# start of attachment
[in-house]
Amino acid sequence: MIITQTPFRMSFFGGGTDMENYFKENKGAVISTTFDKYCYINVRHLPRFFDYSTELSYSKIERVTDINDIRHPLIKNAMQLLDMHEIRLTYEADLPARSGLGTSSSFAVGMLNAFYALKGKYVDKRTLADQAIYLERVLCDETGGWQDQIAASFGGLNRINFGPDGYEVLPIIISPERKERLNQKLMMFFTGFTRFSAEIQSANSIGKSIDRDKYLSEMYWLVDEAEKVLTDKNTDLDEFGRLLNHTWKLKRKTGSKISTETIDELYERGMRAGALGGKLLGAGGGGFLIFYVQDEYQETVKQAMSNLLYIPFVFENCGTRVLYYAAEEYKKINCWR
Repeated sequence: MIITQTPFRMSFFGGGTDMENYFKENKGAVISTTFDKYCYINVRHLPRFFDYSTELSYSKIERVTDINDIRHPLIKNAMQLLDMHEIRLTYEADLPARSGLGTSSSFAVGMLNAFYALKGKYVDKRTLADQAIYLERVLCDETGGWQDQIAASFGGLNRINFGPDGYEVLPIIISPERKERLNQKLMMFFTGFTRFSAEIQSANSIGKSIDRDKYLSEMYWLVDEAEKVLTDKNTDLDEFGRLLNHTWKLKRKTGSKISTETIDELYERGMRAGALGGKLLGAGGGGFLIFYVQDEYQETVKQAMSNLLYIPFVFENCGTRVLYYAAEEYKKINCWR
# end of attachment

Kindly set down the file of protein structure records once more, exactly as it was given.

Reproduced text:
[in-house]
Amino acid sequence: MIITQTPFRMSFFGGGTDMENYFKENKGAVISTTFDKYCYINVRHLPRFFDYSTELSYSKIERVTDINDIRHPLIKNAMQLLDMHEIRLTYEADLPARSGLGTSSSFAVGMLNAFYALKGKYVDKRTLADQAIYLERVLCDETGGWQDQIAASFGGLNRINFGPDGYEVLPIIISPERKERLNQKLMMFFTGFTRFSAEIQSANSIGKSIDRDKYLSEMYWLVDEAEKVLTDKNTDLDEFGRLLNHTWKLKRKTGSKISTETIDELYERGMRAGALGGKLLGAGGGGFLIFYVQDEYQETVKQAMSNLLYIPFVFENCGTRVLYYAAEEYKKINCWR
Repeated sequence: MIITQTPFRMSFFGGGTDMENYFKENKGAVISTTFDKYCYINVRHLPRFFDYSTELSYSKIERVTDINDIRHPLIKNAMQLLDMHEIRLTYEADLPARSGLGTSSSFAVGMLNAFYALKGKYVDKRTLADQAIYLERVLCDETGGWQDQIAASFGGLNRINFGPDGYEVLPIIISPERKERLNQKLMMFFTGFTRFSAEIQSANSIGKSIDRDKYLSEMYWLVDEAEKVLTDKNTDLDEFGRLLNHTWKLKRKTGSKISTETIDELYERGMRAGALGGKLLGAGGGGFLIFYVQDEYQETVKQAMSNLLYIPFVFENCGTRVLYYAAEEYKKINCWR